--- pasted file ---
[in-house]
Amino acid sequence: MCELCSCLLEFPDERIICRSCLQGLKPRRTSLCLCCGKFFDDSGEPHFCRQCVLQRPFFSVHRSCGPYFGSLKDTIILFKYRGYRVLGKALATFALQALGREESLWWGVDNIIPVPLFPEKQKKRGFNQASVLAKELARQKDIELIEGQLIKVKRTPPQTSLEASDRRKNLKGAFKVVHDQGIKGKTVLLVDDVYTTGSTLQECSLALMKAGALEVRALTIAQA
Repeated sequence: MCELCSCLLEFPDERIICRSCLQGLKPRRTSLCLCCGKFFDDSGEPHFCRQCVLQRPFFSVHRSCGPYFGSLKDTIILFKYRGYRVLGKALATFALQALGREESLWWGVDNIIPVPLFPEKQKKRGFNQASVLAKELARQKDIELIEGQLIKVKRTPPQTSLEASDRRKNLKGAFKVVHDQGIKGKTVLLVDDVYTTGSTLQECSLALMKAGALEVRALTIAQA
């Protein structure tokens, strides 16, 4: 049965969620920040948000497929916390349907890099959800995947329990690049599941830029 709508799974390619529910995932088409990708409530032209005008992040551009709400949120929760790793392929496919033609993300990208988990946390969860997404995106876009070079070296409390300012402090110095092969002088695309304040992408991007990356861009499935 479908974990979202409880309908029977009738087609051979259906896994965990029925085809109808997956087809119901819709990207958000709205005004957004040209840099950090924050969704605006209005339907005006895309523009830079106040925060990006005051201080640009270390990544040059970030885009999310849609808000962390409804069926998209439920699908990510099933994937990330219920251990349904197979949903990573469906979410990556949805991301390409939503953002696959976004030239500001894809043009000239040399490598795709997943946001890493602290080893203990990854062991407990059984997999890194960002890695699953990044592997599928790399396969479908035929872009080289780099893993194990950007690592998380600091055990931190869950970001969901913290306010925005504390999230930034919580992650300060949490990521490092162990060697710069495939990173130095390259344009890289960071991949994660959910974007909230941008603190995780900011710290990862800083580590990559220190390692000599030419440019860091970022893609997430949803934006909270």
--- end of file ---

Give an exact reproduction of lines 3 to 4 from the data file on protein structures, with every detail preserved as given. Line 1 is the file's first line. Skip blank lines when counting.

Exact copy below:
Repeated sequence: MCELCSCLLEFPDERIICRSCLQGLKPRRTSLCLCCGKFFDDSGEPHFCRQCVLQRPFFSVHRSCGPYFGSLKDTIILFKYRGYRVLGKALATFALQALGREESLWWGVDNIIPVPLFPEKQKKRGFNQASVLAKELARQKDIELIEGQLIKVKRTPPQTSLEASDRRKNLKGAFKVVHDQGIKGKTVLLVDDVYTTGSTLQECSLALMKAGALEVRALTIAQA
């Protein structure tokens, strides 16, 4: 049965969620920040948000497929916390349907890099959800995947329990690049599941830029 709508799974390619529910995932088409990708409530032209005008992040551009709400949120929760790793392929496919033609993300990208988990946390969860997404995106876009070079070296409390300012402090110095092969002088695309304040992408991007990356861009499935 479908974990979202409880309908029977009738087609051979259906896994965990029925085809109808997956087809119901819709990207958000709205005004957004040209840099950090924050969704605006209005339907005006895309523009830079106040925060990006005051201080640009270390990544040059970030885009999310849609808000962390409804069926998209439920699908990510099933994937990330219920251990349904197979949903990573469906979410990556949805991301390409939503953002696959976004030239500001894809043009000239040399490598795709997943946001890493602290080893203990990854062991407990059984997999890194960002890695699953990044592997599928790399396969479908035929872009080289780099893993194990950007690592998380600091055990931190869950970001969901913290306010925005504390999230930034919580992650300060949490990521490092162990060697710069495939990173130095390259344009890289960071991949994660959910974007909230941008603190995780900011710290990862800083580590990559220190390692000599030419440019860091970022893609997430949803934006909270």